“Fly line twist can occur from a variety of causes, many of which are unavoidable during a typical day of fishing.

"Often times anglers are quick to assume that a particular line ‘twists up too much’ or that there is something wrong with the core type.

”Some may even get down on themselves thinking there is a casting fault to blame!”

Please visit this link to read the full article: Deneki.com
Photo from: FieldAndStream.com

13 April 2014

• Charles Walsh’s Fishing Column – 11 April 2014

"If fishing had a high holy day, in Connecticut, it would be the unmovable feast that occurs on the third Saturday in April, which, in the case of the year 2014, happens to be next Saturday, April 19."

See the complete report at this link: CTPost.com

12 April 2014

• Launching Solo

“If you’re boating alone, a simple plan will enable you to back her in, bump her off and keep her tethered long enough for a quick cleating.”

Please visit this link to read the full article: FloridaSportsman.com

Photo is not related to the story.

• Connecticut Summer Flounder (Fluke) Limits - 2014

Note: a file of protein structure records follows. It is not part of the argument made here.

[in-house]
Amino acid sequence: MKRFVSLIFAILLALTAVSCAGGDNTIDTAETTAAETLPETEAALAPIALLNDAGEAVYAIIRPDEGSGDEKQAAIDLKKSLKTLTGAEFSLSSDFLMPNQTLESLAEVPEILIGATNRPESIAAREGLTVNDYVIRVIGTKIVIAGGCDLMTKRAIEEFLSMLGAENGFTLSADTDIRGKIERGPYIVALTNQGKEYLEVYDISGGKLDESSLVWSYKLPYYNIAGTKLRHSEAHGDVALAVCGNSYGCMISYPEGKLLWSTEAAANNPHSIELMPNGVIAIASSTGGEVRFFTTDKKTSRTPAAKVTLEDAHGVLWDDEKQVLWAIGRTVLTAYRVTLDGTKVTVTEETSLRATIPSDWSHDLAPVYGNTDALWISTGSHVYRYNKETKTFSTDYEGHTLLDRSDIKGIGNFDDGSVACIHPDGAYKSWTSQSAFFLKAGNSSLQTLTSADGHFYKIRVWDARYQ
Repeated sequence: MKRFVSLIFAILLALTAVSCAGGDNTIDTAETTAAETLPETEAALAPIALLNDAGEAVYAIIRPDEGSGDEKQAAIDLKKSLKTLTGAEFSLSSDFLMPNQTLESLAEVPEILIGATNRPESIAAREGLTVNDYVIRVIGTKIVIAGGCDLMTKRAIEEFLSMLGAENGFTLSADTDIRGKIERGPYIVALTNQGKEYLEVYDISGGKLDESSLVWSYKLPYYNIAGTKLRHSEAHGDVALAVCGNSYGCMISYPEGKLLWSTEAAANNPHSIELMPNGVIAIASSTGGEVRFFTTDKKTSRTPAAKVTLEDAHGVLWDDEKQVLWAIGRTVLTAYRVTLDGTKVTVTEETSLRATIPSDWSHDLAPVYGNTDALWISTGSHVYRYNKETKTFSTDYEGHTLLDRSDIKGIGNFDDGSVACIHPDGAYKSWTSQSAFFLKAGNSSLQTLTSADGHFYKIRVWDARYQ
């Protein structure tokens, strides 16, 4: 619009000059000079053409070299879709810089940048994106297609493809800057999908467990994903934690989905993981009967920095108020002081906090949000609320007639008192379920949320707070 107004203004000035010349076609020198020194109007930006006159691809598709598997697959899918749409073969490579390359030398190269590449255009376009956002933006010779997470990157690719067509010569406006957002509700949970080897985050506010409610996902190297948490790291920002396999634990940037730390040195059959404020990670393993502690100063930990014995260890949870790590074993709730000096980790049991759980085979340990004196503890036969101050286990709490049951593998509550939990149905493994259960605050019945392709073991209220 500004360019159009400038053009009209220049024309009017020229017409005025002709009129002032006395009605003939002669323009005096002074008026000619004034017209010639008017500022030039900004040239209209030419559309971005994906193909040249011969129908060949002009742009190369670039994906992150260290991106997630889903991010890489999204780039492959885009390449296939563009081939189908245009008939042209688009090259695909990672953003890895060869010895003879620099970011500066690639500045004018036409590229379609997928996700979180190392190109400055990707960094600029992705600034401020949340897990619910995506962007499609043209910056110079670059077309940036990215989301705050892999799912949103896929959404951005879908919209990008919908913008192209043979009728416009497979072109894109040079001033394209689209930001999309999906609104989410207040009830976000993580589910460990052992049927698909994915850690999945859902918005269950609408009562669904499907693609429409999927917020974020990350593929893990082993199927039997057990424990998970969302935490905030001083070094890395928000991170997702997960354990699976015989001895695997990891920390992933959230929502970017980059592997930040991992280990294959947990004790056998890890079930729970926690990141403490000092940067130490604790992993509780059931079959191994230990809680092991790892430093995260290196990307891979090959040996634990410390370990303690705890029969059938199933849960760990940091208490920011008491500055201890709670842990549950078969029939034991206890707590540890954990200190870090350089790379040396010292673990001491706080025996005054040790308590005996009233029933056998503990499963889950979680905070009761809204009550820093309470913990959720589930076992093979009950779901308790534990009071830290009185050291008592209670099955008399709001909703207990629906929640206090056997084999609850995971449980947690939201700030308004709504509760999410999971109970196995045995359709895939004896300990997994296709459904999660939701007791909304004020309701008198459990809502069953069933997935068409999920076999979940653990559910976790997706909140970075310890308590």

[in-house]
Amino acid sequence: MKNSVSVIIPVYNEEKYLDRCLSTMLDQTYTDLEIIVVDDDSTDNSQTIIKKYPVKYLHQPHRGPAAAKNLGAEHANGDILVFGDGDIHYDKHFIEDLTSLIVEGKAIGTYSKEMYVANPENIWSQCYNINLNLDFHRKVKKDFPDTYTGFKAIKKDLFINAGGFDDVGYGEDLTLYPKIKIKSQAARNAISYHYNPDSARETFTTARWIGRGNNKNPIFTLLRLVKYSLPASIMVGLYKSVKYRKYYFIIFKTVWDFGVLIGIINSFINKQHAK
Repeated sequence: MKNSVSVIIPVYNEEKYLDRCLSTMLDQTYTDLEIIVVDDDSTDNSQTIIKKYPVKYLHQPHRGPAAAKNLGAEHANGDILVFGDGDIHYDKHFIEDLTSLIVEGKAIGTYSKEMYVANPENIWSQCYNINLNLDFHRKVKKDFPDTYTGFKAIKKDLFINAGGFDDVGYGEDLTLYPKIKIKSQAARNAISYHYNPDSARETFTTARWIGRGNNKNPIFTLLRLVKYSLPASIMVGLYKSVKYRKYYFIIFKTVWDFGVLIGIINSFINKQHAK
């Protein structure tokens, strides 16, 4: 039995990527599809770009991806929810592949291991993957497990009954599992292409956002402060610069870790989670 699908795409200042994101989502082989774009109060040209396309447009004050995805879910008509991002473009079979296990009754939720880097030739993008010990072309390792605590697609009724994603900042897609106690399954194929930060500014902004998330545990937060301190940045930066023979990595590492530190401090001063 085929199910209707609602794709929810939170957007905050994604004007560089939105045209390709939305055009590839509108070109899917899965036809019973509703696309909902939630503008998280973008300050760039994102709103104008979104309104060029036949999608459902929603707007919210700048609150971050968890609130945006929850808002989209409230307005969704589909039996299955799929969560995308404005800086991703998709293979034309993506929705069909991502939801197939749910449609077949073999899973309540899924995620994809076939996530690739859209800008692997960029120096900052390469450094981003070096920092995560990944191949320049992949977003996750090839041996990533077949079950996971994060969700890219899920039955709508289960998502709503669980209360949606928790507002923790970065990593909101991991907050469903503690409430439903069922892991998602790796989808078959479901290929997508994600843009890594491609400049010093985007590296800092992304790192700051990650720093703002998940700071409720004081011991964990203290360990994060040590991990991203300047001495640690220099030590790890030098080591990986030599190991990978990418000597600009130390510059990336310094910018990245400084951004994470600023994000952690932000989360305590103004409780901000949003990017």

Minimum length: 18 inches

Daily creel limit: 5 fish per angler

Open Season: May 17 - September 21”

Please visit this link to read the full article: CTDEEP

11 April 2014

• “Why Do Fish Jump?”

“Certainly a good question but one in which there simply is no short answer, and since only God really knows what’s going on in a fish’s mind when it decides to leave the water…

…when coerced to explain, rather than just saying 'who knows?' and moving on, I’m inclined to respond with any number of not so scientific responses such as: 'They do it on a dare from other fish.'”

Please visit this link to read the full article: DelMarVa.com

• Connecticut Scup (Porgy) Limits -2014

Minimum length: 10.5 inches

Daily creel limit: 20 fish per angler

Open Season: May 1 - December 31

Special rules apply for Party/Charter Vessels

Please visit this link to read the full article: CTDEEP

• Hazing Cormorants!

“Hazing of double-crested cormorants is set to begin as early as Thursday in several areas along the Oregon coast….

”Research suggests that cormorants may eat significant numbers of juvenile salmon and steelhead that migrate to the ocean during that time.”

Please visit this link to read the full article: StatesmanJournal.com

10 April 2014

• Maryland, Etc. Striped Bass Season Opens – 19 April